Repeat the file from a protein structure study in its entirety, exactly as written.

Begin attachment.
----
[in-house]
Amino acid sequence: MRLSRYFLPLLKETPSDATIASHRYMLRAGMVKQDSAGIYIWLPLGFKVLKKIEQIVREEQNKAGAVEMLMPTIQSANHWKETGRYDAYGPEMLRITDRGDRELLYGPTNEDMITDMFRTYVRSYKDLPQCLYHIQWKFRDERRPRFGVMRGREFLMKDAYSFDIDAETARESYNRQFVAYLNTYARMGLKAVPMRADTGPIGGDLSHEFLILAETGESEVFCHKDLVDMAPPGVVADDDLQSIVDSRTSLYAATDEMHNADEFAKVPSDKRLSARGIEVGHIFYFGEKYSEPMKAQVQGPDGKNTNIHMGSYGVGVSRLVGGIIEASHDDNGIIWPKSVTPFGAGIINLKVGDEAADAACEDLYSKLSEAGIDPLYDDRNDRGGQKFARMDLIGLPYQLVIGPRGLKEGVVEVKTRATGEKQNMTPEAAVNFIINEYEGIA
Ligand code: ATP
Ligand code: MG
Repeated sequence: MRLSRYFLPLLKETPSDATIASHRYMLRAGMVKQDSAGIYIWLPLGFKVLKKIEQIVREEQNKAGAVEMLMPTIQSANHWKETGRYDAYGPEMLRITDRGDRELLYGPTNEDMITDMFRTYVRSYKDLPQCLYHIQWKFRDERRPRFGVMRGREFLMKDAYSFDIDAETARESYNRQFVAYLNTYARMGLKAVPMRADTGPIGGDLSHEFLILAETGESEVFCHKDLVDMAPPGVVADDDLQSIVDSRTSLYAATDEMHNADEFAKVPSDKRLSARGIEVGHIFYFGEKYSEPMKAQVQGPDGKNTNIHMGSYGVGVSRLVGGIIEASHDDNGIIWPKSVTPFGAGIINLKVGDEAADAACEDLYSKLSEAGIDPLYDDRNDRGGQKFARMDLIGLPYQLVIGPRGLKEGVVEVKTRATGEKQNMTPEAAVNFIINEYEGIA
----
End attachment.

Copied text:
[in-house]
Amino acid sequence: MRLSRYFLPLLKETPSDATIASHRYMLRAGMVKQDSAGIYIWLPLGFKVLKKIEQIVREEQNKAGAVEMLMPTIQSANHWKETGRYDAYGPEMLRITDRGDRELLYGPTNEDMITDMFRTYVRSYKDLPQCLYHIQWKFRDERRPRFGVMRGREFLMKDAYSFDIDAETARESYNRQFVAYLNTYARMGLKAVPMRADTGPIGGDLSHEFLILAETGESEVFCHKDLVDMAPPGVVADDDLQSIVDSRTSLYAATDEMHNADEFAKVPSDKRLSARGIEVGHIFYFGEKYSEPMKAQVQGPDGKNTNIHMGSYGVGVSRLVGGIIEASHDDNGIIWPKSVTPFGAGIINLKVGDEAADAACEDLYSKLSEAGIDPLYDDRNDRGGQKFARMDLIGLPYQLVIGPRGLKEGVVEVKTRATGEKQNMTPEAAVNFIINEYEGIA
Ligand code: ATP
Ligand code: MG
Repeated sequence: MRLSRYFLPLLKETPSDATIASHRYMLRAGMVKQDSAGIYIWLPLGFKVLKKIEQIVREEQNKAGAVEMLMPTIQSANHWKETGRYDAYGPEMLRITDRGDRELLYGPTNEDMITDMFRTYVRSYKDLPQCLYHIQWKFRDERRPRFGVMRGREFLMKDAYSFDIDAETARESYNRQFVAYLNTYARMGLKAVPMRADTGPIGGDLSHEFLILAETGESEVFCHKDLVDMAPPGVVADDDLQSIVDSRTSLYAATDEMHNADEFAKVPSDKRLSARGIEVGHIFYFGEKYSEPMKAQVQGPDGKNTNIHMGSYGVGVSRLVGGIIEASHDDNGIIWPKSVTPFGAGIINLKVGDEAADAACEDLYSKLSEAGIDPLYDDRNDRGGQKFARMDLIGLPYQLVIGPRGLKEGVVEVKTRATGEKQNMTPEAAVNFIINEYEGIA